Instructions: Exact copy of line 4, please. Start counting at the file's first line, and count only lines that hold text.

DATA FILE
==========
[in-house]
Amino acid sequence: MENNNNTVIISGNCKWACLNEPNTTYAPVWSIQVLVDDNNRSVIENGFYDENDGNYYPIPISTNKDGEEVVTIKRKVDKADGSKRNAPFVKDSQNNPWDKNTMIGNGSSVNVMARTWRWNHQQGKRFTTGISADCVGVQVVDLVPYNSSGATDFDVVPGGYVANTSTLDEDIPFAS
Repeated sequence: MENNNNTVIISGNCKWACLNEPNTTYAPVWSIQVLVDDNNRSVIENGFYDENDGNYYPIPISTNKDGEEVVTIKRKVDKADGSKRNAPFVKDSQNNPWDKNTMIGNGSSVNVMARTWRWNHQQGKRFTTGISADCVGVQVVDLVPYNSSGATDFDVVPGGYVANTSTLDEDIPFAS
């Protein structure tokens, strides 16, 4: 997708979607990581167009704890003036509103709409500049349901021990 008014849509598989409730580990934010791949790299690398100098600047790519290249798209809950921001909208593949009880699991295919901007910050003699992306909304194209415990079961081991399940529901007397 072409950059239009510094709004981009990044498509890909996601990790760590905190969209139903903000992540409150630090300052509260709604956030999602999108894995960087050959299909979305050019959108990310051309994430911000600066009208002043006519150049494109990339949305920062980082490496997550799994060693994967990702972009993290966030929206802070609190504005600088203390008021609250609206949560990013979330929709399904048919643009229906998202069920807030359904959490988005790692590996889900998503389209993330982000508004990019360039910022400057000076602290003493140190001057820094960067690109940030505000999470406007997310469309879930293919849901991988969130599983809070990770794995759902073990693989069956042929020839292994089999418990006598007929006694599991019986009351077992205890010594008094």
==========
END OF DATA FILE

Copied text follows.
């Protein structure tokens, strides 16, 4: 997708979607990581167009704890003036509103709409500049349901021990 008014849509598989409730580990934010791949790299690398100098600047790519290249798209809950921001909208593949009880699991295919901007910050003699992306909304194209415990079961081991399940529901007397 072409950059239009510094709004981009990044498509890909996601990790760590905190969209139903903000992540409150630090300052509260709604956030999602999108894995960087050959299909979305050019959108990310051309994430911000600066009208002043006519150049494109990339949305920062980082490496997550799994060693994967990702972009993290966030929206802070609190504005600088203390008021609250609206949560990013979330929709399904048919643009229906998202069920807030359904959490988005790692590996889900998503389209993330982000508004990019360039910022400057000076602290003493140190001057820094960067690109940030505000999470406007997310469309879930293919849901991988969130599983809070990770794995759902073990693989069956042929020839292994089999418990006598007929006694599991019986009351077992205890010594008094």